men·​da·​cious | \ men-ˈdā-shəs How to pronounce mendacious (audio) \

Definition of mendacious

: given to or characterized by deception or falsehood or divergence from absolute truth mendacious tales of his adventures

Other Words from mendacious

mendaciously adverb
mendaciousness noun

Synonyms & Antonyms for mendacious



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Choose the Right Synonym for mendacious

dishonest, deceitful, mendacious, untruthful mean unworthy of trust or belief. dishonest implies a willful perversion of truth in order to deceive, cheat, or defraud. a swindle usually involves two dishonest people deceitful usually implies an intent to mislead and commonly suggests a false appearance or double-dealing. the secret affairs of a deceitful spouse mendacious may suggest bland or even harmlessly mischievous deceit and when used of people often suggests a habit of telling untruths. mendacious tales of adventure untruthful stresses a discrepancy between what is said and fact or reality. an untruthful account of their actions

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Mendacious and lying have very similar meanings, but the two are not interchangeable. Mendacious is more formal and literary, suggesting a deception harmless enough to be considered somewhat bland. Lying is more blunt, accusatory, and often confrontational. You might yell, "You lying rat!" in an argument, but you would most likely stick to the more diplomatic, "Aren't you being somewhat mendacious?" in a business meeting. Mendacious can also imply habitual untruthfulness, whereas lying is more likely to be used to identify specific instances of dishonesty.

Examples of mendacious in a Sentence

Indeed, the racist and Malthusian elements in Darwin's work are subjects on which the new secularists are either silent, delicate, or mendacious. — Eugene McCarraher, Commonweal, 15 June 2007 A choice item in the collection of mendacious stories that were circulated about Columbus after his death is this. Columbus lost himself on the way to Hispaniola, and only by virtue of letters and pilots sent by Martín Alonso did he manage to find the island and join Pinta. — Samuel Eliot Morison, Admiral of the Ocean Sea, 1942 Mildred had become great friends with her and had given her an elaborate but mendacious account of the circumstances which had brought her to the pass she was in. — W. Somerset Maugham, Of Human Bondage, 1915 The newspaper story was mendacious and hurtful. that tabloid routinely publishes the most moronically mendacious stories about celebrities
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Recent Examples on the Web The chance that these good bougie friends could all be Pelosi voters raises the specter of other mendacious California female partisans Boxer and Feinstein and their ferocious Hollywood supporters. Armond White, National Review, 17 Nov. 2021 Selfish, feckless, self-deluded, weak-willed yet childishly willful, manipulative, slothful, and mendacious: How can such a despicable character also be such a likable one? Sigrid Nunez, Harper's Magazine, 28 Sep. 2021 Yet the conspiratorial and at times clownish attempts to overturn the election -- especially by Trump's legal team -- don't make an unprecedented effort to destroy America's democratic traditions any less mendacious. Stephen Collinson, CNN, 22 Sep. 2021 The result is a mendacious muddle, in which only one conclusion can be drawn: The elites are hiding something—likely something very sinister—from everyone else. Alex Shephard, The New Republic, 16 Sep. 2021 In deference to Wallace, there’s no wholesome, consensus journalistic approach to dealing with top U.S. officials who have become serially mendacious. Washington Post, 4 June 2021 The challenge is reaching them before mendacious narratives do. Astra Taylor, The New Republic, 6 May 2021 But unlike Cheney, Stefanik stood with Trump by peddling his mendacious claims and voting against certification of President Biden’s Electoral College victory. The Editors, National Review, 5 May 2021 Joe Biden’s assessment of his first 100 days in office is exaggerated if not outright mendacious. Isaac Schorr, National Review, 30 Apr. 2021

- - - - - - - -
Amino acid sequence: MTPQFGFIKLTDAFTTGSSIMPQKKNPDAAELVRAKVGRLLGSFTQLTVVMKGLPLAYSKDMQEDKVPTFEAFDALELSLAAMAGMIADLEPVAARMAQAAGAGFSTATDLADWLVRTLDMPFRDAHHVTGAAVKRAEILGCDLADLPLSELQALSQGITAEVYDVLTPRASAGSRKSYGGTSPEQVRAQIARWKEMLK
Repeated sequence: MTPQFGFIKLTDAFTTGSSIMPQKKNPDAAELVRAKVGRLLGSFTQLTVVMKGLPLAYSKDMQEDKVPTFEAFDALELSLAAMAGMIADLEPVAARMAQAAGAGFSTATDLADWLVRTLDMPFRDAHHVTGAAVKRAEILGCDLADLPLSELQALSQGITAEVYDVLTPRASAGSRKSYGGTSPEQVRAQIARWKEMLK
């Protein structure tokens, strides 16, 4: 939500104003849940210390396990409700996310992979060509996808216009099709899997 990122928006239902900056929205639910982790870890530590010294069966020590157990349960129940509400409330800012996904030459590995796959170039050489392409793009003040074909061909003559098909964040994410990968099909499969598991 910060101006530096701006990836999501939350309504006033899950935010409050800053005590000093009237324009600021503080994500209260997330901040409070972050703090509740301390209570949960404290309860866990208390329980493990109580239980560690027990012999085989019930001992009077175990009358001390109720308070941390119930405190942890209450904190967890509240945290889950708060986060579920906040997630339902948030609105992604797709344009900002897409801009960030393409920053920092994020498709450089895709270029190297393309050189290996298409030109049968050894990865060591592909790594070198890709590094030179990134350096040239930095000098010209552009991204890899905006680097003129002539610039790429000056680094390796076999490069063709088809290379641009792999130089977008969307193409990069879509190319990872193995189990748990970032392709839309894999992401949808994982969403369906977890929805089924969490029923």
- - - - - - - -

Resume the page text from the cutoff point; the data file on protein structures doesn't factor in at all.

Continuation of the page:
These example sentences are selected automatically from various online news sources to reflect current usage of the word 'mendacious.' Views expressed in the examples do not represent the opinion of Merriam-Webster or its editors. Send us feedback.

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First Known Use of mendacious

1616, in the meaning defined above

History and Etymology for mendacious

Latin mendac-, mendax — more at amend

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The first known use of mendacious was in 1616

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Last Updated

14 Dec 2021

Cite this Entry

“Mendacious.” Dictionary, Merriam-Webster, Accessed 20 Jan. 2022.

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English Language Learners Definition of mendacious

: not honest : likely to tell lies
: based on lies

More from Merriam-Webster on mendacious

Nglish: Translation of mendacious for Spanish Speakers


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